3) “For centuries, black people in America suffered the lash of the whip as slaves and the humiliation of segregation. But it was not violence that won full and equal rights.” During the 1860s, more than 600,000 Americans died over slavery in America’s bloodiest war, which resulted in universal citizenship; during the 1960s and 1970s, racial turmoil over matters of racial equality was not nonviolent.
The West Point Speech
1) “Commanders in Afghanistan repeatedly asked for support to deal with the reemergence of the Taliban, but these reinforcements did not arrive.” Obama did not cite a single specific request for more troops that was denied by the Pentagon during Bush’s time in office. One might fault the Bush administration’s strategy in Afghanistan and Iraq, but the problem was largely a command theory of “light footprint,” which sought not to alienate indigenous populations through a large, obtrusive American presence. So far there is no evidence of a denied troop request between 2001 and 2009.
2) “I then announced a strategy recognizing the fundamental connection between our war effort in Afghanistan, and the extremist safe-havens in Pakistan.” That obvious strategy predated Obama, who inherited from his predecessor everything from Predator drone attacks to carrot-and-stick diplomacy with the Pakistanis.
3) “This is the epicenter of the violent extremism practiced by al Qaeda. It is from here that we were attacked on 9/11, and it is from here that new attacks are being plotted as I speak.” This is, of course, true, but leaves out the inconvenient fact that the 19 hijackers of 9/11 were — like most al-Qaeda operatives — Sunni Arabs who came to the borderlands from somewhere else, supported by Gulf private money and energized by radical teaching that emanates from Gulf and Cairo Wahhabi mosques. The epicenter of radical Islam is not Waziristan. Rather, it is found at the nexus between petro-money and radical Islamic teaching in the Arab world.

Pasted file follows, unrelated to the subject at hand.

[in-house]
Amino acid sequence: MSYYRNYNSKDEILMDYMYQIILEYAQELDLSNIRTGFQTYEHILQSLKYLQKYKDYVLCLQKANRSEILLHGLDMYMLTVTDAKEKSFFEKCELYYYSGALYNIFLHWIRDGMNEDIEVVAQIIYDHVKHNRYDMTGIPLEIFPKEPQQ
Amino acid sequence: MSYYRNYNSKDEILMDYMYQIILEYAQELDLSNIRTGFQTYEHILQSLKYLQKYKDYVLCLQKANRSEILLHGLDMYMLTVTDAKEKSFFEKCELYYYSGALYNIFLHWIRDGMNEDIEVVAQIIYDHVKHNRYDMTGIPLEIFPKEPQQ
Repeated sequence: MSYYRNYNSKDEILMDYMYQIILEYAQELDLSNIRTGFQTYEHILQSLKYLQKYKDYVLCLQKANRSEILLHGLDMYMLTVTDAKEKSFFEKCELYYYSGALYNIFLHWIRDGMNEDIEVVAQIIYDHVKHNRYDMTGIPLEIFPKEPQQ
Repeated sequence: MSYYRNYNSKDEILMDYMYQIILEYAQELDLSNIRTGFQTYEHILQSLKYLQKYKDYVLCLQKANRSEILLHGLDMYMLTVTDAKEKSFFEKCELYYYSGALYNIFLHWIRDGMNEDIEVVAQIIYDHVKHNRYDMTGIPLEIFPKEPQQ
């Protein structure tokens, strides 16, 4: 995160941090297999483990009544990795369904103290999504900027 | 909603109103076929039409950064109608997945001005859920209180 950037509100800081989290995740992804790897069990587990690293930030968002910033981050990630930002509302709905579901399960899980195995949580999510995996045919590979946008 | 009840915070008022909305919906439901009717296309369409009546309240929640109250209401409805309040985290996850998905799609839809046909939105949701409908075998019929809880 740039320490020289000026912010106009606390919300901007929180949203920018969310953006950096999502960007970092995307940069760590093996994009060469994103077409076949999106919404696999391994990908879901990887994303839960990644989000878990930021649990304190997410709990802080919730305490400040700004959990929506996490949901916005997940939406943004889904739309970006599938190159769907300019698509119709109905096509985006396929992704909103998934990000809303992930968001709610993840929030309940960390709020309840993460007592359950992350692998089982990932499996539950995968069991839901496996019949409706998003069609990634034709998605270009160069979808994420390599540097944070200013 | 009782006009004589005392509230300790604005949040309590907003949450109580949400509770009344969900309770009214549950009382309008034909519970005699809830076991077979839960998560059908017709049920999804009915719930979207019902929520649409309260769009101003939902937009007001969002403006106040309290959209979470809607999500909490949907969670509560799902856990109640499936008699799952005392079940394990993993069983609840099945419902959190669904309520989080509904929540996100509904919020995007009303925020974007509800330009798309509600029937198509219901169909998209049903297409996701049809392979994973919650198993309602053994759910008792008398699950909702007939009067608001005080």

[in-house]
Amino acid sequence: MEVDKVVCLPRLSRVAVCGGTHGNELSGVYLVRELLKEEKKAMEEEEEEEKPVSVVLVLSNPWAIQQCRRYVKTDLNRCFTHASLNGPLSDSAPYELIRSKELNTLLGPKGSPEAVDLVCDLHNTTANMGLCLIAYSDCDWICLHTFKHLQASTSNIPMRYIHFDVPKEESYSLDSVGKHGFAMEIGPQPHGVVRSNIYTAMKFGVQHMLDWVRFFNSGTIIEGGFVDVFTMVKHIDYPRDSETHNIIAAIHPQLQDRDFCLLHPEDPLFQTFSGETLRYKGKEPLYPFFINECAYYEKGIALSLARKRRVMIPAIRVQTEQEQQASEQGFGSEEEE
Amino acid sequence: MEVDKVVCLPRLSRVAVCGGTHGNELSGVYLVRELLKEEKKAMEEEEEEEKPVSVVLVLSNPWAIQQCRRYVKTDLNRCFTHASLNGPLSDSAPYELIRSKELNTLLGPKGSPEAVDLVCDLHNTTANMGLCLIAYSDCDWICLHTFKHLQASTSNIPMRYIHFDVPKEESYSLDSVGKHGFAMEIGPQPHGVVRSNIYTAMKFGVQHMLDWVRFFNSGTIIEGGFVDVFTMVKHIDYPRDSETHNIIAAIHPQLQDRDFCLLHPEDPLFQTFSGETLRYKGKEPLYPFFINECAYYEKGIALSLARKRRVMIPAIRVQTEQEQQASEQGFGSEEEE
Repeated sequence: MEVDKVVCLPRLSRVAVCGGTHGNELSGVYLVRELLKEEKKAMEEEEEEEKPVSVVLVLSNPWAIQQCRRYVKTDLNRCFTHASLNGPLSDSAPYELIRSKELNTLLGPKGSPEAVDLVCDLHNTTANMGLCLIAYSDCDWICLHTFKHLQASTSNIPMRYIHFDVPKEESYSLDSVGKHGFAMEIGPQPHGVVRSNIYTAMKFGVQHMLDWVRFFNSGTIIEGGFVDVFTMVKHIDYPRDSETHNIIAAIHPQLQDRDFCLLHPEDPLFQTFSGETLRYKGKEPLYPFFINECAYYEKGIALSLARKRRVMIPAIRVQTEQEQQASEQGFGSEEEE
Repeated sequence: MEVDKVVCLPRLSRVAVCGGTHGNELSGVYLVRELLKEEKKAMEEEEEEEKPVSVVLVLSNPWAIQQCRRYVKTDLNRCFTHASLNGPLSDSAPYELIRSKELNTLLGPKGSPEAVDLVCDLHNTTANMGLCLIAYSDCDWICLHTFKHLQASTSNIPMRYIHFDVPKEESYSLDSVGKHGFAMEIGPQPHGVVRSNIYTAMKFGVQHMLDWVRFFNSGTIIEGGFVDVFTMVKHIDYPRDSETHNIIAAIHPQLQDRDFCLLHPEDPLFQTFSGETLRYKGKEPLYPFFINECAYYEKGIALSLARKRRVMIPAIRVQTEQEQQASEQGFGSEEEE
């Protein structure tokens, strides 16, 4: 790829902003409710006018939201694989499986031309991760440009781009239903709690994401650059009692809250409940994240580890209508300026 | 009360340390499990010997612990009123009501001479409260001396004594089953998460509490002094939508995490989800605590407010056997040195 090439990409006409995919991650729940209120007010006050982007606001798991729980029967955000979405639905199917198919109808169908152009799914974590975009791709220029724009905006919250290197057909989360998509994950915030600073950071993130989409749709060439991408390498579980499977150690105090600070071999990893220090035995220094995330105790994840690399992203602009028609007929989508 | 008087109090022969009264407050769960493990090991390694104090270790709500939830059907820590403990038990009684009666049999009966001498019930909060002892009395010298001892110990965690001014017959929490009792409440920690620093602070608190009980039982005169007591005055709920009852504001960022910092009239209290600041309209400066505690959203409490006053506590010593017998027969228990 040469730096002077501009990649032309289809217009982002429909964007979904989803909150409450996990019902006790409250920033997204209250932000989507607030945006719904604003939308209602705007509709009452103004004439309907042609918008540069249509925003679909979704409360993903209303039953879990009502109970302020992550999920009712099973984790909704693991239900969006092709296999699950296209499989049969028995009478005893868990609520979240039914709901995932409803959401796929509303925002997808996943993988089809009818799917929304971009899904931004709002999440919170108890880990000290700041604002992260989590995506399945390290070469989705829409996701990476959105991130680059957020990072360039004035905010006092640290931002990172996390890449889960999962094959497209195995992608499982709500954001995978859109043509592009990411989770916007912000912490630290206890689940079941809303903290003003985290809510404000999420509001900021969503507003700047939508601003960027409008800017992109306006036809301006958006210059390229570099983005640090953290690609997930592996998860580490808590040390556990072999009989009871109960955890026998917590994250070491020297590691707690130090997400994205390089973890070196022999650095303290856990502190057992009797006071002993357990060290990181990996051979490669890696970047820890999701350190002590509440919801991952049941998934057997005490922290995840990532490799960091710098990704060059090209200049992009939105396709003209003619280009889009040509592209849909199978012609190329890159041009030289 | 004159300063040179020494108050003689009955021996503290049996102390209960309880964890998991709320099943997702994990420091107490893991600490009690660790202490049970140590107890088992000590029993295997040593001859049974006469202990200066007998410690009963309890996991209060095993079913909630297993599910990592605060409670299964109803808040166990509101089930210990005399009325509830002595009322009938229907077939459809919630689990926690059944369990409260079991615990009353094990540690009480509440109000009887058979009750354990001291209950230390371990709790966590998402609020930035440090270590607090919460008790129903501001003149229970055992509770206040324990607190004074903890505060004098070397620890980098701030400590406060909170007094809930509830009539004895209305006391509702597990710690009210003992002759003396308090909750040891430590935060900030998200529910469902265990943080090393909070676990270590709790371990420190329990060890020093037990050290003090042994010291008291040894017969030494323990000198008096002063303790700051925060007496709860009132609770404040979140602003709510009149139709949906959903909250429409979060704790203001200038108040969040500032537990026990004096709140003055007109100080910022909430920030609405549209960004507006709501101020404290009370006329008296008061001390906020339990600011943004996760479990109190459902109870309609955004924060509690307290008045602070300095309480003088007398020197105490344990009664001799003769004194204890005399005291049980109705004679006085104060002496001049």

4) “In the past, we too often defined our relationship with Pakistan narrowly.” That may be true of the Carter and Reagan administrations, or the Clinton tolerance for a nuclear Pakistan, but it is hard to accept as a description of the Bush administration’s eight years of ongoing massive American military and economic aid, public pressure for democratic reform, and close consultation with India and Pakistan about regional disagreements. The logical corollary should have been praise for the Bush administration’s holistic engagement and rebuke for the Carter-era policy (continued under Reagan) that armed Islamic fundamentalists to fight the Soviets without much worry over the blowback in either Afghanistan or Pakistan.
5) “As a country, we are not as young — and perhaps not as innocent — as we were when Roosevelt was president.” In fact, American diplomacy is far more transparent than it ever was during the Roosevelt administration, which engaged in all sorts of secret accords affecting millions, including the future of most of Eastern Europe....